He gets it, and understands how it works.
“It’s certain people’s job to sound the alarm,” Mattingly said.
And he’s not talking polite wind-up alarm, but a five-alarm, civil-defense-siren, panic-in-the-streets alarm. And, come on, we are good at it.
If Mattingly is not interested in sounding any alarms himself -- that job is taken -- he is nonetheless hardly in an accommodating mood over the team’s 29-28 play.
“What I don’t want to do is just accept where we’re at,” he said. “I like the thought of maybe making sure we’re playing with a sense of urgency. That’s important to me that we’re playing with a sense of urgency, that each game is a game that we need to win and it’s not like, `Oh, we’ll wait for the second half and then we’ll go on a run.’ ”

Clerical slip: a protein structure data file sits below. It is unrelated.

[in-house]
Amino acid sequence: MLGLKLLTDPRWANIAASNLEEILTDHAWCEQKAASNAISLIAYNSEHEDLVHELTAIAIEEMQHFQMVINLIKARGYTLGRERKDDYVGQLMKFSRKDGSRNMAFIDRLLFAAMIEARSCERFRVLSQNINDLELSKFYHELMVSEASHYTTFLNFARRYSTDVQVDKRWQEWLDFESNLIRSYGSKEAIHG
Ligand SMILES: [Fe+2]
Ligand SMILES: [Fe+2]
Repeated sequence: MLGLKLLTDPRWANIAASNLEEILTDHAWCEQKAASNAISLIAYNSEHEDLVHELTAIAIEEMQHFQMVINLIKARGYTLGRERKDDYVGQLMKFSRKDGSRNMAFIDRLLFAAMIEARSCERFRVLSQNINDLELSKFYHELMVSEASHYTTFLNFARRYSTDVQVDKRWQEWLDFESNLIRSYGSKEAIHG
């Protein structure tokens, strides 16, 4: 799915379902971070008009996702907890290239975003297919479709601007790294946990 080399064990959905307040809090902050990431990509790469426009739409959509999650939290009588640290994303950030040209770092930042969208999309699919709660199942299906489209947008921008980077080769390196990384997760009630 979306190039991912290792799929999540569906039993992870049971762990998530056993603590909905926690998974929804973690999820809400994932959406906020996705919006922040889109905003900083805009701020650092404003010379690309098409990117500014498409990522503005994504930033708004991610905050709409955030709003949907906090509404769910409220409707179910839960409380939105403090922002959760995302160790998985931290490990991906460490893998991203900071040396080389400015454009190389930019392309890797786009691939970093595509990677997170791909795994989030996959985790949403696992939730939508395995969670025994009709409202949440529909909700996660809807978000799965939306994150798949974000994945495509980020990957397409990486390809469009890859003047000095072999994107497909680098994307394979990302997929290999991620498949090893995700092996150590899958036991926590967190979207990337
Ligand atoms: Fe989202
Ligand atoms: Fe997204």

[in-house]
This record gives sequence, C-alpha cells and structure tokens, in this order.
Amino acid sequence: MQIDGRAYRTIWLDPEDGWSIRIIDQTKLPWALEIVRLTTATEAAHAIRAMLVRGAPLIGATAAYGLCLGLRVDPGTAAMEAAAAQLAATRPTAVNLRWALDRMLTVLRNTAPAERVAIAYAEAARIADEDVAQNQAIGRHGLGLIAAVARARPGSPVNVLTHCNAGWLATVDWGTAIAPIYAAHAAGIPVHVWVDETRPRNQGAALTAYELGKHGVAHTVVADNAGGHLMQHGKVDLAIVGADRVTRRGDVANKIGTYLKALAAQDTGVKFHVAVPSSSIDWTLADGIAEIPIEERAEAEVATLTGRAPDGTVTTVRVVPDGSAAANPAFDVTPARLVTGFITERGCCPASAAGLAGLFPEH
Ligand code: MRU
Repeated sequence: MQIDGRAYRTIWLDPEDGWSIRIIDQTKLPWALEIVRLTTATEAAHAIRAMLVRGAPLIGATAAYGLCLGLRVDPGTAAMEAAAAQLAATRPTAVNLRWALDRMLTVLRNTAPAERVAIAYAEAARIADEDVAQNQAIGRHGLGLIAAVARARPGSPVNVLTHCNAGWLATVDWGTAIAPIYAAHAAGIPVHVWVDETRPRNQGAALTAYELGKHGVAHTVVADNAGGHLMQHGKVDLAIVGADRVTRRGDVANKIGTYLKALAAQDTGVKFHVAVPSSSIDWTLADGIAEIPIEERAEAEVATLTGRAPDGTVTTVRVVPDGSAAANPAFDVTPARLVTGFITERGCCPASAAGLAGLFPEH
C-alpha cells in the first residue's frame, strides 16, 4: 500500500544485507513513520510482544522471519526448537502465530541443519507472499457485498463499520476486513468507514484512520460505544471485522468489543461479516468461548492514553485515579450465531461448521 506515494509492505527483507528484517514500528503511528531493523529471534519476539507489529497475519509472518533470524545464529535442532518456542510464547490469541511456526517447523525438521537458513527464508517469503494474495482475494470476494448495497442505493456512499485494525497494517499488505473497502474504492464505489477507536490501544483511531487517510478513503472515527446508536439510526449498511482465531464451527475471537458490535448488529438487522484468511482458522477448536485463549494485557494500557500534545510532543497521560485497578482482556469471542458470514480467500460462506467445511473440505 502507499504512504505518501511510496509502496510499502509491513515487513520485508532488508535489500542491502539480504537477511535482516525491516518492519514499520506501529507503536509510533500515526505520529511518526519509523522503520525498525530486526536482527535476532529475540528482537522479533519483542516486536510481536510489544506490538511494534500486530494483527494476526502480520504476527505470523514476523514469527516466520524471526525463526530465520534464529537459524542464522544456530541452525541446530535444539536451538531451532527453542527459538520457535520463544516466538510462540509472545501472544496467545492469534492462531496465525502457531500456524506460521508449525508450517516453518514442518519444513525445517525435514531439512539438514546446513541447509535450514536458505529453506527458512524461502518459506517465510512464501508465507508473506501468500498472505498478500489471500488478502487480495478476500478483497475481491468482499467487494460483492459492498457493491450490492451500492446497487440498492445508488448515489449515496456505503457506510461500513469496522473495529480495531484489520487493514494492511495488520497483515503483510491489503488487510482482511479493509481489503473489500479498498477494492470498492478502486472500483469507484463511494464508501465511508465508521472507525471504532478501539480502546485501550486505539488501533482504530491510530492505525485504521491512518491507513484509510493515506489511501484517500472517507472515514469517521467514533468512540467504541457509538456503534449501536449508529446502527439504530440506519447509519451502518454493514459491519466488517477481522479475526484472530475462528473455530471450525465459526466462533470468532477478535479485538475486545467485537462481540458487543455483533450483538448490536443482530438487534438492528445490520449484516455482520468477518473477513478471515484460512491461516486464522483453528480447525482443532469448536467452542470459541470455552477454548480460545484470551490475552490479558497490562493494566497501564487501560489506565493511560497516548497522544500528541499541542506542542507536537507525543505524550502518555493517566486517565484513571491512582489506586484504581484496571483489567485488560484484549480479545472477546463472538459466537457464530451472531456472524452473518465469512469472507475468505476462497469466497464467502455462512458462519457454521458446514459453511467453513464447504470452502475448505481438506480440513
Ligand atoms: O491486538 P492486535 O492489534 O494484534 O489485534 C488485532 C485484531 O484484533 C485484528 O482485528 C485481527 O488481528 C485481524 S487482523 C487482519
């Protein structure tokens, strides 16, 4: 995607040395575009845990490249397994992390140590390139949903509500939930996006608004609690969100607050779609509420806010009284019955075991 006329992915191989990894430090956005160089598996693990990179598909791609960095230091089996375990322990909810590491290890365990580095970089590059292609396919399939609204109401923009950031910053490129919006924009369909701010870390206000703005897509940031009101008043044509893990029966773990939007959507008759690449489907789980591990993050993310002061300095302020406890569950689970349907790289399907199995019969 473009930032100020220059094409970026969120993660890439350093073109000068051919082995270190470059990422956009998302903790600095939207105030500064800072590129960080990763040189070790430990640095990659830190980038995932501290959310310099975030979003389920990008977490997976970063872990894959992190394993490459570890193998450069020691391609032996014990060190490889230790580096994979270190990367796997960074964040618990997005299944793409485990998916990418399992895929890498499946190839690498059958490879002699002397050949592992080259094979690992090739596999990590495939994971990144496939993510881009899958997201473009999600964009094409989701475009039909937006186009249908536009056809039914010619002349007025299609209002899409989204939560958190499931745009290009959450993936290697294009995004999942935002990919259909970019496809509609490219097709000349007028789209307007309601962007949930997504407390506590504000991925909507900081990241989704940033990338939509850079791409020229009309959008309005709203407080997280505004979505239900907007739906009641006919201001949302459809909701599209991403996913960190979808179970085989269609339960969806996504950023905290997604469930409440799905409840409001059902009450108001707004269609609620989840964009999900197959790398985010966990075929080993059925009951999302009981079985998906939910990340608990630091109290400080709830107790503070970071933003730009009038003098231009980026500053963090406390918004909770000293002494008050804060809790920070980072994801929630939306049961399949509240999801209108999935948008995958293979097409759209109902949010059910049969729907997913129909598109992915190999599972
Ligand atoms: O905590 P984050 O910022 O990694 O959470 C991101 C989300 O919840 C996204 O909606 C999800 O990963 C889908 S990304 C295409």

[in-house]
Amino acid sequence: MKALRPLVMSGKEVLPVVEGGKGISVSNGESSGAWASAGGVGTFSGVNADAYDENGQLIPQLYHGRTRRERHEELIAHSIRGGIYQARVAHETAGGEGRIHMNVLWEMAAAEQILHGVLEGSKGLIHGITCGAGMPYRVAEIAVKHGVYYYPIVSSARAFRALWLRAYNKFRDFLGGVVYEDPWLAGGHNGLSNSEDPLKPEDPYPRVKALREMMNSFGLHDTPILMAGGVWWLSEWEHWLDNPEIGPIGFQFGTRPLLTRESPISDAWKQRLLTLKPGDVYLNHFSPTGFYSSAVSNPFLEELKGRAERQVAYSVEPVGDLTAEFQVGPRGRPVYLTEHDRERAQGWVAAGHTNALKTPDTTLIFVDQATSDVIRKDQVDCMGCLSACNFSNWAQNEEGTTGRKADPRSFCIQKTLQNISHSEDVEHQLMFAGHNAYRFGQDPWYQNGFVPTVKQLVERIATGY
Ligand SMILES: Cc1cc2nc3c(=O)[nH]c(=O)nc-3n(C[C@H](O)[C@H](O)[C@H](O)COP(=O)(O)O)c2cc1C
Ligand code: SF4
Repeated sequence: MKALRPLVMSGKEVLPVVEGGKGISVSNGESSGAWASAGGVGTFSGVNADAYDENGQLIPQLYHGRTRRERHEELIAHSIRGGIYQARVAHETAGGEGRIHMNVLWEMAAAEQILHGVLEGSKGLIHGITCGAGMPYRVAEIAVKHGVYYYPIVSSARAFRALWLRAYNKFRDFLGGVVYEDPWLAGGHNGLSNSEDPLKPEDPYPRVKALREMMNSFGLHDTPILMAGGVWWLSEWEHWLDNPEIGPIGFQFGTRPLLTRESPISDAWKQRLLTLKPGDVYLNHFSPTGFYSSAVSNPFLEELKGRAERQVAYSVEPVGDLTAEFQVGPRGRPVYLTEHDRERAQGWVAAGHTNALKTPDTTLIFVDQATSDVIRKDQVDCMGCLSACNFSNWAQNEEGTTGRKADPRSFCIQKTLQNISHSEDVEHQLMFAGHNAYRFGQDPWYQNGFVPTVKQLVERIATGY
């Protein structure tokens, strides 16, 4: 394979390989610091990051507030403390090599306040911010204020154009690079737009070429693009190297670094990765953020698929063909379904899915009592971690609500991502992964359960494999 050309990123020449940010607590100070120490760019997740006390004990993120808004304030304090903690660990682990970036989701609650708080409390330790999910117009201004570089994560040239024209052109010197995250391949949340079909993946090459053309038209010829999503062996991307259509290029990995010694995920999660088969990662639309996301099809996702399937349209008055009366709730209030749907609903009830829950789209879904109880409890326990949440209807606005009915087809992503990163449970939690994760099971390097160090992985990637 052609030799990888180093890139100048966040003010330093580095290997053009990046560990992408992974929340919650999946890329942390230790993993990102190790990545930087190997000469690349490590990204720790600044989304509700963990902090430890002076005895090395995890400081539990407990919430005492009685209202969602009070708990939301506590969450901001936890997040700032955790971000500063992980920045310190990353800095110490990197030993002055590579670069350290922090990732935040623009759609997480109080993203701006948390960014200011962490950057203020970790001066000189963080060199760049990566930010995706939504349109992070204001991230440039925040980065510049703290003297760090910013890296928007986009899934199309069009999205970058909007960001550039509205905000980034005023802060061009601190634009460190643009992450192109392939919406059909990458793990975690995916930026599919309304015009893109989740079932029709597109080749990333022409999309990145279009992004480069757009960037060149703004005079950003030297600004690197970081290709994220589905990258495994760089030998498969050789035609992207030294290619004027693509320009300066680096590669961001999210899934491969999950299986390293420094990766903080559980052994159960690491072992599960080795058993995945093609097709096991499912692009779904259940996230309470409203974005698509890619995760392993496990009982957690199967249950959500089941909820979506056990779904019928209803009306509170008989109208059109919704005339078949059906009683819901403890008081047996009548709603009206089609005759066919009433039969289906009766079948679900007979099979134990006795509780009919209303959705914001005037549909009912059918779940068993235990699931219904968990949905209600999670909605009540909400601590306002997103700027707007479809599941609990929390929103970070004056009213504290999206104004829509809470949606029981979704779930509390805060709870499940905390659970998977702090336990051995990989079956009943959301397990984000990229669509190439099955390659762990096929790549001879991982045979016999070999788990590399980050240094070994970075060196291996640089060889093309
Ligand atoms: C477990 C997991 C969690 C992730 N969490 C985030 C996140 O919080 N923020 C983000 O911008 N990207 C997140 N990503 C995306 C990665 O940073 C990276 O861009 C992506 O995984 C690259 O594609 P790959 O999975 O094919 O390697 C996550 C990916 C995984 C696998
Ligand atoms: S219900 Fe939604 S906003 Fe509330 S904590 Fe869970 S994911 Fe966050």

Meanwhile, as he waits for that spark, he has to look at the newspaper every day and see the Dodgers slipping further behind San Francisco.
“I don’t like it, but at this point I don’t think we worry about the Giants, we worry about us,” he said. “If we don’t start taking care of ourselves and winning the games we’re capable of winning. It doesn’t matter what everybody else does.”
Actually, of course, it does. The Dodgers could go on a tear, but if the Giants are playing almost equally well, they won’t be caught.
The Dodgers try to take comfort in knowing four months in the season remains, while not psychologically counting on it. That would warrant genuine alarm.